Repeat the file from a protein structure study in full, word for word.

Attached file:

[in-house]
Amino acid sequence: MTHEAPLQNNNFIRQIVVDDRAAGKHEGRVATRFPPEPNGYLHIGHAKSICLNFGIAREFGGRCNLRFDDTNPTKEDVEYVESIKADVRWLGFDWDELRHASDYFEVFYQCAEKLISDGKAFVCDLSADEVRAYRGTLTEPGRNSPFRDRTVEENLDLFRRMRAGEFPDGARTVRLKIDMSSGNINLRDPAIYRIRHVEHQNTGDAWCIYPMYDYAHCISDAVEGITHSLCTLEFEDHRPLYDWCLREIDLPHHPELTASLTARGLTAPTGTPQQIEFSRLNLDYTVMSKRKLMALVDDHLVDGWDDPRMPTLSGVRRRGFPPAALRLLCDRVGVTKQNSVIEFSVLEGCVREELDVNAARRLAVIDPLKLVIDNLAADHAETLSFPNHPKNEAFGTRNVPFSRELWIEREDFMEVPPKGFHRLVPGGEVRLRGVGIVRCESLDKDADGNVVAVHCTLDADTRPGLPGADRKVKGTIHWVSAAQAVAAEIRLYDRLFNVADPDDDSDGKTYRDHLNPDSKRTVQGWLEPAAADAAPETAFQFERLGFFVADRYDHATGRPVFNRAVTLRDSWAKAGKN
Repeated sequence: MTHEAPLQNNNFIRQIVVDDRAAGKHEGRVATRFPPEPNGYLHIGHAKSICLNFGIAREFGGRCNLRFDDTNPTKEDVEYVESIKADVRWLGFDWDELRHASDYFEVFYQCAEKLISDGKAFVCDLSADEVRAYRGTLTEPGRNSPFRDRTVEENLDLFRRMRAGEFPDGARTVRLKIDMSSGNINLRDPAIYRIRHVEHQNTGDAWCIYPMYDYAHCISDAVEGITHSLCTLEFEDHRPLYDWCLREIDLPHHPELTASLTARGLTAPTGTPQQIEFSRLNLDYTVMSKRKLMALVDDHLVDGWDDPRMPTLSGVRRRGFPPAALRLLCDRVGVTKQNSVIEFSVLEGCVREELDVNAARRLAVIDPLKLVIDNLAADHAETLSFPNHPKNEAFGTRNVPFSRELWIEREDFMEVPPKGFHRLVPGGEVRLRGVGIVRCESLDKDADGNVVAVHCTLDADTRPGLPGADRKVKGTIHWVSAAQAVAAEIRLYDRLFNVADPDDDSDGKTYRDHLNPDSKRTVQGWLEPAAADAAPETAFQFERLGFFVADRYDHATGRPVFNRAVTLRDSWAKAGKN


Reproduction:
[in-house]
Amino acid sequence: MTHEAPLQNNNFIRQIVVDDRAAGKHEGRVATRFPPEPNGYLHIGHAKSICLNFGIAREFGGRCNLRFDDTNPTKEDVEYVESIKADVRWLGFDWDELRHASDYFEVFYQCAEKLISDGKAFVCDLSADEVRAYRGTLTEPGRNSPFRDRTVEENLDLFRRMRAGEFPDGARTVRLKIDMSSGNINLRDPAIYRIRHVEHQNTGDAWCIYPMYDYAHCISDAVEGITHSLCTLEFEDHRPLYDWCLREIDLPHHPELTASLTARGLTAPTGTPQQIEFSRLNLDYTVMSKRKLMALVDDHLVDGWDDPRMPTLSGVRRRGFPPAALRLLCDRVGVTKQNSVIEFSVLEGCVREELDVNAARRLAVIDPLKLVIDNLAADHAETLSFPNHPKNEAFGTRNVPFSRELWIEREDFMEVPPKGFHRLVPGGEVRLRGVGIVRCESLDKDADGNVVAVHCTLDADTRPGLPGADRKVKGTIHWVSAAQAVAAEIRLYDRLFNVADPDDDSDGKTYRDHLNPDSKRTVQGWLEPAAADAAPETAFQFERLGFFVADRYDHATGRPVFNRAVTLRDSWAKAGKN
Repeated sequence: MTHEAPLQNNNFIRQIVVDDRAAGKHEGRVATRFPPEPNGYLHIGHAKSICLNFGIAREFGGRCNLRFDDTNPTKEDVEYVESIKADVRWLGFDWDELRHASDYFEVFYQCAEKLISDGKAFVCDLSADEVRAYRGTLTEPGRNSPFRDRTVEENLDLFRRMRAGEFPDGARTVRLKIDMSSGNINLRDPAIYRIRHVEHQNTGDAWCIYPMYDYAHCISDAVEGITHSLCTLEFEDHRPLYDWCLREIDLPHHPELTASLTARGLTAPTGTPQQIEFSRLNLDYTVMSKRKLMALVDDHLVDGWDDPRMPTLSGVRRRGFPPAALRLLCDRVGVTKQNSVIEFSVLEGCVREELDVNAARRLAVIDPLKLVIDNLAADHAETLSFPNHPKNEAFGTRNVPFSRELWIEREDFMEVPPKGFHRLVPGGEVRLRGVGIVRCESLDKDADGNVVAVHCTLDADTRPGLPGADRKVKGTIHWVSAAQAVAAEIRLYDRLFNVADPDDDSDGKTYRDHLNPDSKRTVQGWLEPAAADAAPETAFQFERLGFFVADRYDHATGRPVFNRAVTLRDSWAKAGKN